A new research report from Software Advice sheds light on which functionalities of agile project management software have the greatest impact on efficiency, and the extent to which agile methods are used in teams beyond software development.
Establishing a small "brain trust" to develop project estimates might seem like a reasonable way to optimize resources, but it goes against three closely held Agile principles. Worse, it will likely lead to less accurate estimates, while disengaging the team and undermining value.
Agile coach, consultant and author Bas Vodde shares insights and practical tips for scaling Scrum efforts in larger organizations, including key principles of the Large-Scale Scrum (LeSS) framework, which features fewer roles, artifacts and handoffs, among other guidelines. [32:40]
Michael Vizdos has helped people better understand and implement Scrum for almost 25 years, while Peter Green has led Agile transformation efforts at Adobe since 2008. Here, they discuss how they apply the values and techniques of Nonviolent Communication to their work and their lives. [24 min.]
Creating a test sprint or varying the length of a sprint might seem like helpful ideas to address common problems on agile projects, but they should be avoided at all costs. These anti-patterns won’t fix the real underlying issues; in fact, they will probably exacerbate them and weaken your team.
Why tear down a liveable house when you could remodel it to suit your specific needs? Specializing in test-driven development, “chief code whisperer” Scott Ford has built a team at Corgibytes to fix and maintain existing applications, which he likens to solving a mystery. Here, he advocates for disciplined documentation and offers suggestions for project managers who want to "peek" into the process. [13:45]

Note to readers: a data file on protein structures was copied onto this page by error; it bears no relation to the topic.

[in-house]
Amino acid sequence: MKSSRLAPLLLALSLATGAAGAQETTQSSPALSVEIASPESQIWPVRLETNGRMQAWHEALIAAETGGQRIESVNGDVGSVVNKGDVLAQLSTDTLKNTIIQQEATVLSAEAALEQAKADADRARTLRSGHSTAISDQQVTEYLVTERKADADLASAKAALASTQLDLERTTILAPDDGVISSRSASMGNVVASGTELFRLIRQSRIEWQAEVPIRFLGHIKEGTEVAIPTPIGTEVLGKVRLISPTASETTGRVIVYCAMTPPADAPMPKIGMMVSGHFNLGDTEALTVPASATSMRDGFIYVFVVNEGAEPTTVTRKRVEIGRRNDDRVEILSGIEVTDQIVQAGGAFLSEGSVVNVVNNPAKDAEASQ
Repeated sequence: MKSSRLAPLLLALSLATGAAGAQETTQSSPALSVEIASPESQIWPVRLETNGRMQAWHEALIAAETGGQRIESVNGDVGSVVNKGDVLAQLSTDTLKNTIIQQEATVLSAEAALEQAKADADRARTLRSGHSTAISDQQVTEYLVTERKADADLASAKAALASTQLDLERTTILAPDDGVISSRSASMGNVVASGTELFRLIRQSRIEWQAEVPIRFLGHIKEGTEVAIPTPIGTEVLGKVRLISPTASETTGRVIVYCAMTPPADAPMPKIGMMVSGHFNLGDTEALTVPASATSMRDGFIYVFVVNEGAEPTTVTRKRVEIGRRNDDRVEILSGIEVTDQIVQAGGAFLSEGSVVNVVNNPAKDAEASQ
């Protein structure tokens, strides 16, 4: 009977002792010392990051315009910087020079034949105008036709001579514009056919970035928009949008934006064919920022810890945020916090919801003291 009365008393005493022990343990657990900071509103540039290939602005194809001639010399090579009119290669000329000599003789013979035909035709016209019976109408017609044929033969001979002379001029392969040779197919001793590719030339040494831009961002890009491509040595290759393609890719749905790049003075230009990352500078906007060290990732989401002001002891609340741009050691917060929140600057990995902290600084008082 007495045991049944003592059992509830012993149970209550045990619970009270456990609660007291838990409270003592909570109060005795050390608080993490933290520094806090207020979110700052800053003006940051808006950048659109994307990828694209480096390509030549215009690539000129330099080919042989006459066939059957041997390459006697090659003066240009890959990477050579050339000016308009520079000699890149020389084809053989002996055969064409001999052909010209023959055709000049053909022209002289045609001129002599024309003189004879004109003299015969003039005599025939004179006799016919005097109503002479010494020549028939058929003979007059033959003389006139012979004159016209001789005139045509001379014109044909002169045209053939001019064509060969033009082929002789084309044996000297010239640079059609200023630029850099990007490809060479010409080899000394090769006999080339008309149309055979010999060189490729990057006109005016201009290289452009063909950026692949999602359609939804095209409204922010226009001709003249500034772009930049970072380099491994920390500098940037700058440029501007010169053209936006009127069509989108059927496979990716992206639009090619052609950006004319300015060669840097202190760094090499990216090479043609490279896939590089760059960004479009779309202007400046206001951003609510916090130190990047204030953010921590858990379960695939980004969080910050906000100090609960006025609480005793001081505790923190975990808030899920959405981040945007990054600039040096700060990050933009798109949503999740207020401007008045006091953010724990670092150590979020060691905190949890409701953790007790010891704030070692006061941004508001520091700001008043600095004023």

Velocity is an agile planning tool, not a measure of productivity. Its purpose is to help determine which stories will fit into a sprint, and how many sprints remain until a release is ready or the project is done. Velocity is not about team efficiency or effectiveness, and treating it as a metric to continually improve is another Agile Anti-Pattern.
It can seem like a good idea to add a backup story into a sprint — if works gets blocked or things turn out easier than expected, another story can be pulled into the sprint. However, having more than one story identified, even if not committed, is likely to lead to less work getting done.
Given their fundamental differences, can Agile and Waterfall methodologies really be combined without causing more headaches than the effort is worth? Yes, but like any successful marriage, it takes some compromise and adjustment. Here are a few guidelines to make it work and reap the best of both worlds.
Writing effective user stories on Agile projects requires collaboration between the product owner and team. The effort involves agreeing on the depth of technical detail in the story, ensuring that epics are appropriately broken down, and adding acceptance criteria. Let’s look at some helpful examples for each step.